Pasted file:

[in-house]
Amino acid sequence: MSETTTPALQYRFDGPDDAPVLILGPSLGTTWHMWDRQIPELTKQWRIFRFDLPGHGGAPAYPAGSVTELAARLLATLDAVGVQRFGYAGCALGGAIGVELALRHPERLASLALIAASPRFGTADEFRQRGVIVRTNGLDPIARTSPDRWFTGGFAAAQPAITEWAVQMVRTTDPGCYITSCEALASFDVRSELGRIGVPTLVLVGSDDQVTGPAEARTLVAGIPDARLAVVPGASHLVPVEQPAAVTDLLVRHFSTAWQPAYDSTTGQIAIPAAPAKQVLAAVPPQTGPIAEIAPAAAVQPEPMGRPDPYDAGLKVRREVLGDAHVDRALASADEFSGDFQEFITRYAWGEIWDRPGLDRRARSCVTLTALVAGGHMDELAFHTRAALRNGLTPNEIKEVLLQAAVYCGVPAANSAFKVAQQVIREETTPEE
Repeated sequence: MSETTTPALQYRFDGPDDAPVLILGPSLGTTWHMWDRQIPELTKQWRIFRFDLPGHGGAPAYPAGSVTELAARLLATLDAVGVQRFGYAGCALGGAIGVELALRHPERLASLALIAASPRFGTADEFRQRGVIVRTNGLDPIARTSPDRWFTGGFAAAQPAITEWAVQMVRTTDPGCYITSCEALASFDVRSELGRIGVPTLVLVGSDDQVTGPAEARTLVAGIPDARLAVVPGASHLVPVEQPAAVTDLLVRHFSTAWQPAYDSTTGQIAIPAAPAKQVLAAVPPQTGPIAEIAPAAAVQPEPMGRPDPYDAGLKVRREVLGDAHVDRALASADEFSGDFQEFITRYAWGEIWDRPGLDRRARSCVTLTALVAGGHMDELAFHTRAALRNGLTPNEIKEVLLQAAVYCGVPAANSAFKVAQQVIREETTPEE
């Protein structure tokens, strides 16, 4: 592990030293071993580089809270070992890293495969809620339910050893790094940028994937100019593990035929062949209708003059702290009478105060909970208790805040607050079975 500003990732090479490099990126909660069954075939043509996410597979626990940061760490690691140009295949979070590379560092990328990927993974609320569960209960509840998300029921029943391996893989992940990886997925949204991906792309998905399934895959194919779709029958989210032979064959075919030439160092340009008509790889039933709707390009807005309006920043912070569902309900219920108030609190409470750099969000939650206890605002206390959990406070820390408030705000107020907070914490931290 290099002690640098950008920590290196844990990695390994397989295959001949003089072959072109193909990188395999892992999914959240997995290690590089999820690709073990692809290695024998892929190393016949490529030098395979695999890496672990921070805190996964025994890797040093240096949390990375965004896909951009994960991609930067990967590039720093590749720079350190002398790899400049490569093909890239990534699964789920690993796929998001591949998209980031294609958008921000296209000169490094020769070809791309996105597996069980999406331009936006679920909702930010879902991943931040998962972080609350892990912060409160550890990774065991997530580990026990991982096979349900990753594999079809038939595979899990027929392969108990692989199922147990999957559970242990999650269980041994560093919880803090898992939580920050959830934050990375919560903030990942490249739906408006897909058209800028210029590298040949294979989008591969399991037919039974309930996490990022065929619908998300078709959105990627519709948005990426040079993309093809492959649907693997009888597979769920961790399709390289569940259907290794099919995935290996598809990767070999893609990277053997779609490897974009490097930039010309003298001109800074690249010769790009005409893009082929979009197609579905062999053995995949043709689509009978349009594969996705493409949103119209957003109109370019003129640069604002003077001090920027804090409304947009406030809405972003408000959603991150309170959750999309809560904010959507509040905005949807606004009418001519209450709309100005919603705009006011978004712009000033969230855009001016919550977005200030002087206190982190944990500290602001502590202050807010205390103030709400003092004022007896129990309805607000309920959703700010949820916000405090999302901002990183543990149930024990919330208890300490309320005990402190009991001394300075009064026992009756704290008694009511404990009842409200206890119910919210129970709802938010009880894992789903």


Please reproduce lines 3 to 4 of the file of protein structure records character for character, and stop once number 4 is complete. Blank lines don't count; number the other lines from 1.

Repeated sequence: MSETTTPALQYRFDGPDDAPVLILGPSLGTTWHMWDRQIPELTKQWRIFRFDLPGHGGAPAYPAGSVTELAARLLATLDAVGVQRFGYAGCALGGAIGVELALRHPERLASLALIAASPRFGTADEFRQRGVIVRTNGLDPIARTSPDRWFTGGFAAAQPAITEWAVQMVRTTDPGCYITSCEALASFDVRSELGRIGVPTLVLVGSDDQVTGPAEARTLVAGIPDARLAVVPGASHLVPVEQPAAVTDLLVRHFSTAWQPAYDSTTGQIAIPAAPAKQVLAAVPPQTGPIAEIAPAAAVQPEPMGRPDPYDAGLKVRREVLGDAHVDRALASADEFSGDFQEFITRYAWGEIWDRPGLDRRARSCVTLTALVAGGHMDELAFHTRAALRNGLTPNEIKEVLLQAAVYCGVPAANSAFKVAQQVIREETTPEE
């Protein structure tokens, strides 16, 4: 592990030293071993580089809270070992890293495969809620339910050893790094940028994937100019593990035929062949209708003059702290009478105060909970208790805040607050079975 500003990732090479490099990126909660069954075939043509996410597979626990940061760490690691140009295949979070590379560092990328990927993974609320569960209960509840998300029921029943391996893989992940990886997925949204991906792309998905399934895959194919779709029958989210032979064959075919030439160092340009008509790889039933709707390009807005309006920043912070569902309900219920108030609190409470750099969000939650206890605002206390959990406070820390408030705000107020907070914490931290 290099002690640098950008920590290196844990990695390994397989295959001949003089072959072109193909990188395999892992999914959240997995290690590089999820690709073990692809290695024998892929190393016949490529030098395979695999890496672990921070805190996964025994890797040093240096949390990375965004896909951009994960991609930067990967590039720093590749720079350190002398790899400049490569093909890239990534699964789920690993796929998001591949998209980031294609958008921000296209000169490094020769070809791309996105597996069980999406331009936006679920909702930010879902991943931040998962972080609350892990912060409160550890990774065991997530580990026990991982096979349900990753594999079809038939595979899990027929392969108990692989199922147990999957559970242990999650269980041994560093919880803090898992939580920050959830934050990375919560903030990942490249739906408006897909058209800028210029590298040949294979989008591969399991037919039974309930996490990022065929619908998300078709959105990627519709948005990426040079993309093809492959649907693997009888597979769920961790399709390289569940259907290794099919995935290996598809990767070999893609990277053997779609490897974009490097930039010309003298001109800074690249010769790009005409893009082929979009197609579905062999053995995949043709689509009978349009594969996705493409949103119209957003109109370019003129640069604002003077001090920027804090409304947009406030809405972003408000959603991150309170959750999309809560904010959507509040905005949807606004009418001519209450709309100005919603705009006011978004712009000033969230855009001016919550977005200030002087206190982190944990500290602001502590202050807010205390103030709400003092004022007896129990309805607000309920959703700010949820916000405090999302901002990183543990149930024990919330208890300490309320005990402190009991001394300075009064026992009756704290008694009511404990009842409200206890119910919210129970709802938010009880894992789903």